Explore the T-shirt throughout the 20th Century with the Fashion and Textile Museum’s inspirational exhibition, charting the history, culture and subversion of the most affordable and popular item of clothing, like, ever. T-SHIRT: CULT – CULTURE – SUBVERSION highlights the multi-faceted role of this humble garment.
From conception (the word ‘T-shirt’ was coined in 1920, in the debut novel of The Great Gatsby author F. Scott Fitzgerald) through to men’s underclothes to symbol of rock and roll rebellion, through punk and politics to luxury fashion item, T-shirts broadcast who we are and who we want to be.
The exhibition features a private collection of Vivienne Westwood T-shirts from the early days of Let it Rock, Sex, and Seditionaries, through to more recent collections – Active Resistance to Propaganda and Climate Revolution. In the ’80s, Westwood and her contemporary designer-campaigner Katherine Hamnett both saw the potential of the T-shirt for political messages.
Maria Grazia Chiuri’s infamous ‘We should all be feminists’ T-shirt, from her debut Dior SS17 collection, also features [see main image, top], as well as Henry Holland’s pro-recycling slogan shirts, Keith Haring’s squiggly Act Against Aids awareness designs and artist Jeremy Deller’s tabloid T-shirts emblazoned with ‘My Drug Shame’ and ‘My Booze Hell.’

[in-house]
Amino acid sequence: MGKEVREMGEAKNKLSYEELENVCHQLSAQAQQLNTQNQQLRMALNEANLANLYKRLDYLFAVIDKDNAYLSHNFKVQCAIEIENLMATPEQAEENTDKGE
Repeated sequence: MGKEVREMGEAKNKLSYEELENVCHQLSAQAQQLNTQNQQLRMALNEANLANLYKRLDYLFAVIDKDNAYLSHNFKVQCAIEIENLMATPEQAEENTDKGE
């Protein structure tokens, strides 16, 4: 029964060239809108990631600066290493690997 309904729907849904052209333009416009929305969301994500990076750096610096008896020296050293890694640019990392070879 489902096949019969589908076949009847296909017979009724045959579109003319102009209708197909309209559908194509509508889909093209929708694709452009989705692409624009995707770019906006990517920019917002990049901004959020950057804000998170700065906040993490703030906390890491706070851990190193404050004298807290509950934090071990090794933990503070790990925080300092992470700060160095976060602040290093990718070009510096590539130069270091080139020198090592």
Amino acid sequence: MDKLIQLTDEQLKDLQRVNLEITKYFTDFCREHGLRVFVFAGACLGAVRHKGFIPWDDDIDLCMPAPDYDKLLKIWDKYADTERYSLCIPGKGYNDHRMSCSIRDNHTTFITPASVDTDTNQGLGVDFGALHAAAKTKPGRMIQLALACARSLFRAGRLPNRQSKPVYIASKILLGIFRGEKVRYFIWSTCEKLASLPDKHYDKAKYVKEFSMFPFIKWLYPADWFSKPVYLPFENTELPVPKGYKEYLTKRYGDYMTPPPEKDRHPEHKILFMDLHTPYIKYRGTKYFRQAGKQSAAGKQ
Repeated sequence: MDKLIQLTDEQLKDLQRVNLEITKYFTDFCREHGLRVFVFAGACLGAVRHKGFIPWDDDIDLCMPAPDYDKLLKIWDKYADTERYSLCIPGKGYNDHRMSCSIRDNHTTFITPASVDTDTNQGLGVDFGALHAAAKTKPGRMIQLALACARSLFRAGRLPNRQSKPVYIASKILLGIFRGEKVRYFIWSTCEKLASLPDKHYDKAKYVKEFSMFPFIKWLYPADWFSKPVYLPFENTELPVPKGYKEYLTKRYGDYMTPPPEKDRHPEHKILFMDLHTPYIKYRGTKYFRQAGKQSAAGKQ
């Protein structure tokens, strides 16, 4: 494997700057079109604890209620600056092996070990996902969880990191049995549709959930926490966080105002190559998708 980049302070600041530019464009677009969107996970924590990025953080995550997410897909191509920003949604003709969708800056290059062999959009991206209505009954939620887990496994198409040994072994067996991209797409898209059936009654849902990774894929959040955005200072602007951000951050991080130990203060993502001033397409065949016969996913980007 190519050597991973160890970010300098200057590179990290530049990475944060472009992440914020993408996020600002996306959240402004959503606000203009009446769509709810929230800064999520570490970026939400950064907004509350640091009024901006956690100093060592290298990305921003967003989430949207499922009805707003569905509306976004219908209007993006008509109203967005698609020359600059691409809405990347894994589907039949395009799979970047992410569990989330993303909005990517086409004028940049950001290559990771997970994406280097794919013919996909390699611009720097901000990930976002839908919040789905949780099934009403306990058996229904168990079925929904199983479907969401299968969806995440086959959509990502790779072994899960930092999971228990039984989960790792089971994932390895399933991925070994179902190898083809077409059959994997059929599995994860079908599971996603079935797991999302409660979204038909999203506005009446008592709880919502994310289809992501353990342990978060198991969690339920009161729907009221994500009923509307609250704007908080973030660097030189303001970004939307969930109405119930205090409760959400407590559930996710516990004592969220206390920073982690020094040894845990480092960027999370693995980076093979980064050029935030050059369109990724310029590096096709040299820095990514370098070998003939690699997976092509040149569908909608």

In fact, over 100 examples of the humble tee, alongside photographs and archival material, bring its history to life. As curator Dennis Nothdruft explains:
“It feels quite relevant… the matter of the personal as politicised.
[The T-shirt] is a really basic way of telling the world who and what you are.”
Anyone who knows me knows I LOVE a ’70s-inspired slogan tee, and have dabbled in producing my own (see last year’s ‘fromage’ T-shirt), making this exbo a must-see for me.
Seems there’s a pertinent political power to getting it off (or rather, on) your chest.
Until 6th May 2018
Fashion and Textile Museum | 83 Bermondsey Street | London SE1 3XF